• how does an organisation discover which of its K assets are strategic?
  • how should an organisation then deploy its strategic K assets?
  • how might an organisation then extract value from its strategic K assets?

Boisot presents a conceptual framework. There are 3 types of knowledge: experiential, narrative and abstract symbolic. You move towards abstract symbolic representations to speed up K sharing. Abstract symbolic = codified & abstract. We can own it, sell it, store it – but you lose the context that formulated the message.

Knowledge flows and it evolves as it flows. Shows knowledge creation cycle –

  • proprietary knowledge (codified and abstract)
  • public knowledge
  • common sense
  • personal knowledge (uncodified and concrete)

Scanning is process of picking up available data; problem solving process works it up into something structured; diffuse and internalise. Once it’s internalised it is knowledge.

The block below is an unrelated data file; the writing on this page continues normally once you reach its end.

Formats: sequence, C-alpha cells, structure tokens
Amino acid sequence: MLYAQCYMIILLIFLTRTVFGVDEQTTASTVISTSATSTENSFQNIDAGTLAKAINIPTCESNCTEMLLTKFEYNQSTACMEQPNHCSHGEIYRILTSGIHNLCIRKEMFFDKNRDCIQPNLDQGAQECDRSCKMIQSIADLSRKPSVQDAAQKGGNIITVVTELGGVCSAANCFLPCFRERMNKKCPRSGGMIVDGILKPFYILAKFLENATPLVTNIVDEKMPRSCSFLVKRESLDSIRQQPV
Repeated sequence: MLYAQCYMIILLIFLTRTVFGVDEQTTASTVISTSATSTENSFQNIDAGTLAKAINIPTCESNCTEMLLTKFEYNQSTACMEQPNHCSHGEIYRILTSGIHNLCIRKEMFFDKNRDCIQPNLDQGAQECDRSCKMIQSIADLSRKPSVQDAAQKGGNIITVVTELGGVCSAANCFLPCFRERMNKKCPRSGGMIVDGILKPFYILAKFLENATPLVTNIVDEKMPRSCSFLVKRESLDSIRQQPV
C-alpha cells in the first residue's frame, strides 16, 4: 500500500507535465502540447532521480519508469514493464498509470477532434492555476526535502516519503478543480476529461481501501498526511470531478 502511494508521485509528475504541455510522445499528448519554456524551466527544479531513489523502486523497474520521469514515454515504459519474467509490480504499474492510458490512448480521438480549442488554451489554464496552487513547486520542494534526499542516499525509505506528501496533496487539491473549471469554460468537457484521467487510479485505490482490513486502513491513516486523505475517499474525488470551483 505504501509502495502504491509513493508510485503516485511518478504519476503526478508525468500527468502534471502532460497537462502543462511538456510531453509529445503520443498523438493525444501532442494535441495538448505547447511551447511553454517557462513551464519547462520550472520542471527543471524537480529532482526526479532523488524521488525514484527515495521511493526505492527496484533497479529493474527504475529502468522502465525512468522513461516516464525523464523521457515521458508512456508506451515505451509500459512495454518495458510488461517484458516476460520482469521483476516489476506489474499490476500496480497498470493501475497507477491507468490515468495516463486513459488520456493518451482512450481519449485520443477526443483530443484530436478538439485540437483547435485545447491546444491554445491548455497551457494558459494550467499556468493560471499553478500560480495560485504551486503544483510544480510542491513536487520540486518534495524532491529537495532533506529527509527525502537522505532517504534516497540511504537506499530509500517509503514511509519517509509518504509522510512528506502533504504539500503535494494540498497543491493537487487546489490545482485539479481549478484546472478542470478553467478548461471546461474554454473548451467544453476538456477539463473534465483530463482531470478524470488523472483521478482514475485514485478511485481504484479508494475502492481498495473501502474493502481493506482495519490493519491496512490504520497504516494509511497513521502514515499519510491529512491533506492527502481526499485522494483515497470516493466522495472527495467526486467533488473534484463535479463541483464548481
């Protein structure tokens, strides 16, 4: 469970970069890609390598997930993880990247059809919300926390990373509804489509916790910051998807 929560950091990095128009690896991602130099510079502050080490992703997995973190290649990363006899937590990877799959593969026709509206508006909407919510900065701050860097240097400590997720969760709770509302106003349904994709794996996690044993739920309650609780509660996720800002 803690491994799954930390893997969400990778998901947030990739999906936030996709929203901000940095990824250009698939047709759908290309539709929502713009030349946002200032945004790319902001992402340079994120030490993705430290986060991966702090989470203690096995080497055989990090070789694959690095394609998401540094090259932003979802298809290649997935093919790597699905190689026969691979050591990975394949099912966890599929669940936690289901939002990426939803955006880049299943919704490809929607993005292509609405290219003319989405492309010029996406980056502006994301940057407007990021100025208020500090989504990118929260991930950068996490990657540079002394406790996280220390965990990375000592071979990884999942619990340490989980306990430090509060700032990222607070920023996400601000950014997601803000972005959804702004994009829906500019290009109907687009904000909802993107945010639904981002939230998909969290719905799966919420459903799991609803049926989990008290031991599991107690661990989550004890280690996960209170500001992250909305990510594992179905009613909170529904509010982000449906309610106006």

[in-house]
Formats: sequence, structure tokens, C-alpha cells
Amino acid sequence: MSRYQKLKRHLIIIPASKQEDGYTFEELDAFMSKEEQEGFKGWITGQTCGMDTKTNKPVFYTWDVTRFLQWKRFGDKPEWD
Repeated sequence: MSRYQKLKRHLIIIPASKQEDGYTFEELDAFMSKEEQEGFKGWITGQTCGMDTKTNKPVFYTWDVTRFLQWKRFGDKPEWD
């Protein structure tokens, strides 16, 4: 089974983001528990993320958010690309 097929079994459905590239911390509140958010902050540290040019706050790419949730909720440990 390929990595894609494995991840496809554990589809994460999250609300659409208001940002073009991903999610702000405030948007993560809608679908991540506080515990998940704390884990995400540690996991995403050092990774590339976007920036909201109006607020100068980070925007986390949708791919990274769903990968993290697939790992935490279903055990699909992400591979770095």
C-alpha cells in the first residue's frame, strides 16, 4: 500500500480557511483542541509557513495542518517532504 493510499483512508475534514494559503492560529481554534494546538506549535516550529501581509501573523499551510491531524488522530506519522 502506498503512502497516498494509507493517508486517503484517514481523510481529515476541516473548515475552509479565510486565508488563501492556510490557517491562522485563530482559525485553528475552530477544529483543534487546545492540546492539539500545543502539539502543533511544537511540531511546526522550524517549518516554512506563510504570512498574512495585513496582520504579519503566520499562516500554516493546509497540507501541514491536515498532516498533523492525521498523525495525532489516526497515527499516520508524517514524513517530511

How do we extract value? it’s not just utility. Knowledge becomes more useful when it is codified and abstract.

Looks at Boston Consulting Group business strategy framework – how competitive you are compared to competitors. How do I allocate scare resources to compete in business?  He suggests that we look at the knowledge base that underpins the business. Let’s call codification and abstraction the “attractiveness” of the business. The extent to which knowledge is diffused defines my competitive position.

Lots of talk in business of core competences. Can we identify that kind of knowledge in a firm that defines competitive advantage? Core competences are hard to imitate – so it’s uncodified and concrete.

Key takeaways:

  • map/represent knowledge assets that are strategically relevant
  • decide what to sell, licence
  • within the knowledge assets, identify your competences and gaps
  • identify where you have learning strengths & weaknesses
  • use the maps to build external value-adding networks
  • map is a guide to strategic use of your knowledge base
  • examine how cultural processes blocking the learning cycle – this cycle needs to move faster than your competitors.

March 30, 2010 at 12:59 am Leave a comment